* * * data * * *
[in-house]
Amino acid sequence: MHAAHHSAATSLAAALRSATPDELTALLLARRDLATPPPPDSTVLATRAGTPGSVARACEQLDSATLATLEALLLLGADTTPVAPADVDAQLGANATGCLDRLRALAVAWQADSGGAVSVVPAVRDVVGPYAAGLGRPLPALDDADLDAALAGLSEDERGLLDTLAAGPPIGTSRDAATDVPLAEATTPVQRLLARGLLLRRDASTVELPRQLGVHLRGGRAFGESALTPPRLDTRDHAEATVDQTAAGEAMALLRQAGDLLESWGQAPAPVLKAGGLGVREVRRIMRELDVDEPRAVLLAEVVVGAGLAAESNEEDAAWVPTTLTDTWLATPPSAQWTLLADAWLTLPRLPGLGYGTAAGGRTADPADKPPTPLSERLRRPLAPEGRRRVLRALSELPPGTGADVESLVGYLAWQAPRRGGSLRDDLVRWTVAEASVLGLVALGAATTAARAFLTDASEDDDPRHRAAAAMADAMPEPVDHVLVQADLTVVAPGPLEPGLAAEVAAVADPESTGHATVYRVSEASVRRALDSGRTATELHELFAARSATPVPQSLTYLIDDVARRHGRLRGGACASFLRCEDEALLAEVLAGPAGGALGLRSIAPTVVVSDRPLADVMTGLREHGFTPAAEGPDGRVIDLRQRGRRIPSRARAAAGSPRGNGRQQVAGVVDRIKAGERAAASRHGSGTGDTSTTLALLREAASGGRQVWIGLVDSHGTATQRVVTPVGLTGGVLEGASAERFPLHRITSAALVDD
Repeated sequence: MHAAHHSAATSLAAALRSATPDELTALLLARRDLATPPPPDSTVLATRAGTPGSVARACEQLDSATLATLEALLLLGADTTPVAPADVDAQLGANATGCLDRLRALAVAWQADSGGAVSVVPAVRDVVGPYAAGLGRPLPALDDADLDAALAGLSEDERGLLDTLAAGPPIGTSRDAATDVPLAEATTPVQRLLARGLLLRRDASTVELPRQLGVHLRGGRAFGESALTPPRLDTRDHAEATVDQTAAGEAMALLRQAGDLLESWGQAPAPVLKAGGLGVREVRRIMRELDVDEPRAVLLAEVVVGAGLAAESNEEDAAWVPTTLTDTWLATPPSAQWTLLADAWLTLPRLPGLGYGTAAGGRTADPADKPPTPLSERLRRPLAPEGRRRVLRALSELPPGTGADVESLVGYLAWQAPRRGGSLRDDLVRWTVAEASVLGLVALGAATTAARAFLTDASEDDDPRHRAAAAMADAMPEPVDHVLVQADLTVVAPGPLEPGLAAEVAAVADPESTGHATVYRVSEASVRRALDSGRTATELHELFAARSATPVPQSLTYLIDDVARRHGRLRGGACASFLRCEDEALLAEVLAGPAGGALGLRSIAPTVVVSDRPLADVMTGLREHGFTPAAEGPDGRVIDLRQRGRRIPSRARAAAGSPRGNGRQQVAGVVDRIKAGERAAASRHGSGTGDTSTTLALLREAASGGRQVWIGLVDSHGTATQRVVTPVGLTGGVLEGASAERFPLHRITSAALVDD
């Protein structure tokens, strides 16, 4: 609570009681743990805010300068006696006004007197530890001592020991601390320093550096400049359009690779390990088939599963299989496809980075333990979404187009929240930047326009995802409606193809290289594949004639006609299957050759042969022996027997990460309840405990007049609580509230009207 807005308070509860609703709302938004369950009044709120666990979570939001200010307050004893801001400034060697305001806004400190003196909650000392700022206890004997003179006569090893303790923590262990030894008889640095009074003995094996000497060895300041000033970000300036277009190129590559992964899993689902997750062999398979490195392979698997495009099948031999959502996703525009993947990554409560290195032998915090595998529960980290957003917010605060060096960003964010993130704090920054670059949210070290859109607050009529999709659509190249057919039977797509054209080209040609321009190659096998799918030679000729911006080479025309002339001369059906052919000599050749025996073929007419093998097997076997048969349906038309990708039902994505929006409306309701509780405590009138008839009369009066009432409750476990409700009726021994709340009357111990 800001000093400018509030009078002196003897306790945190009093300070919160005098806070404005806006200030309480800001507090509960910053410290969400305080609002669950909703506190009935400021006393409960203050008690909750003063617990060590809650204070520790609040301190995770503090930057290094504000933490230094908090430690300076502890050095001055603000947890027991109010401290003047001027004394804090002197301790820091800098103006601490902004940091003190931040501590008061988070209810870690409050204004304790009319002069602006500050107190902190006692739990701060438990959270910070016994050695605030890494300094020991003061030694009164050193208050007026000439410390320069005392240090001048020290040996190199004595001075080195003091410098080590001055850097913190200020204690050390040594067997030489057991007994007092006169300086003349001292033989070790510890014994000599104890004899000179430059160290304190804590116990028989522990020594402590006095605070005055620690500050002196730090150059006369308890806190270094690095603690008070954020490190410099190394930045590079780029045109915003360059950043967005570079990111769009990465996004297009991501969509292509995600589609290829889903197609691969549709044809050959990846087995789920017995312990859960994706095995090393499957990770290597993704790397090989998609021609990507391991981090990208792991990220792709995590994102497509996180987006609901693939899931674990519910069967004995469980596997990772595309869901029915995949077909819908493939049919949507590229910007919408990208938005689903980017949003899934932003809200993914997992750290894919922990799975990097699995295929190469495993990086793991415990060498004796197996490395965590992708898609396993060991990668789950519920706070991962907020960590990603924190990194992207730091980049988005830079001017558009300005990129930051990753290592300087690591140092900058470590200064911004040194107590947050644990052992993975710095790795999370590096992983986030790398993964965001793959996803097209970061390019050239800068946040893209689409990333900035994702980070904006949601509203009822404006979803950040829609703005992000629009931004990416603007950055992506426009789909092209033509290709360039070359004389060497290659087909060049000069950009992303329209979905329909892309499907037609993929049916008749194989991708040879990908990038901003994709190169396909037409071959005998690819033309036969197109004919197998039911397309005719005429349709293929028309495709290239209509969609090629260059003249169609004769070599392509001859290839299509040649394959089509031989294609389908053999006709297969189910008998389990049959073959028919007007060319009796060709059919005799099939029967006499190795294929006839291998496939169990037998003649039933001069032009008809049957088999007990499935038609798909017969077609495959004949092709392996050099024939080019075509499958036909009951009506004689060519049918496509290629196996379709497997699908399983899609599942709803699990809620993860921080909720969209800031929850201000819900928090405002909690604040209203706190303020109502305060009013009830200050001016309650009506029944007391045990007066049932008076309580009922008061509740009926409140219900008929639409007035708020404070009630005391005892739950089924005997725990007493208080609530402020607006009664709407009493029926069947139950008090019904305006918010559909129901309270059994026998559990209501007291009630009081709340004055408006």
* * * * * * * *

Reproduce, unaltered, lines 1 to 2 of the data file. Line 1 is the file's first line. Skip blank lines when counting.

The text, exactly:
[in-house]
Amino acid sequence: MHAAHHSAATSLAAALRSATPDELTALLLARRDLATPPPPDSTVLATRAGTPGSVARACEQLDSATLATLEALLLLGADTTPVAPADVDAQLGANATGCLDRLRALAVAWQADSGGAVSVVPAVRDVVGPYAAGLGRPLPALDDADLDAALAGLSEDERGLLDTLAAGPPIGTSRDAATDVPLAEATTPVQRLLARGLLLRRDASTVELPRQLGVHLRGGRAFGESALTPPRLDTRDHAEATVDQTAAGEAMALLRQAGDLLESWGQAPAPVLKAGGLGVREVRRIMRELDVDEPRAVLLAEVVVGAGLAAESNEEDAAWVPTTLTDTWLATPPSAQWTLLADAWLTLPRLPGLGYGTAAGGRTADPADKPPTPLSERLRRPLAPEGRRRVLRALSELPPGTGADVESLVGYLAWQAPRRGGSLRDDLVRWTVAEASVLGLVALGAATTAARAFLTDASEDDDPRHRAAAAMADAMPEPVDHVLVQADLTVVAPGPLEPGLAAEVAAVADPESTGHATVYRVSEASVRRALDSGRTATELHELFAARSATPVPQSLTYLIDDVARRHGRLRGGACASFLRCEDEALLAEVLAGPAGGALGLRSIAPTVVVSDRPLADVMTGLREHGFTPAAEGPDGRVIDLRQRGRRIPSRARAAAGSPRGNGRQQVAGVVDRIKAGERAAASRHGSGTGDTSTTLALLREAASGGRQVWIGLVDSHGTATQRVVTPVGLTGGVLEGASAERFPLHRITSAALVDD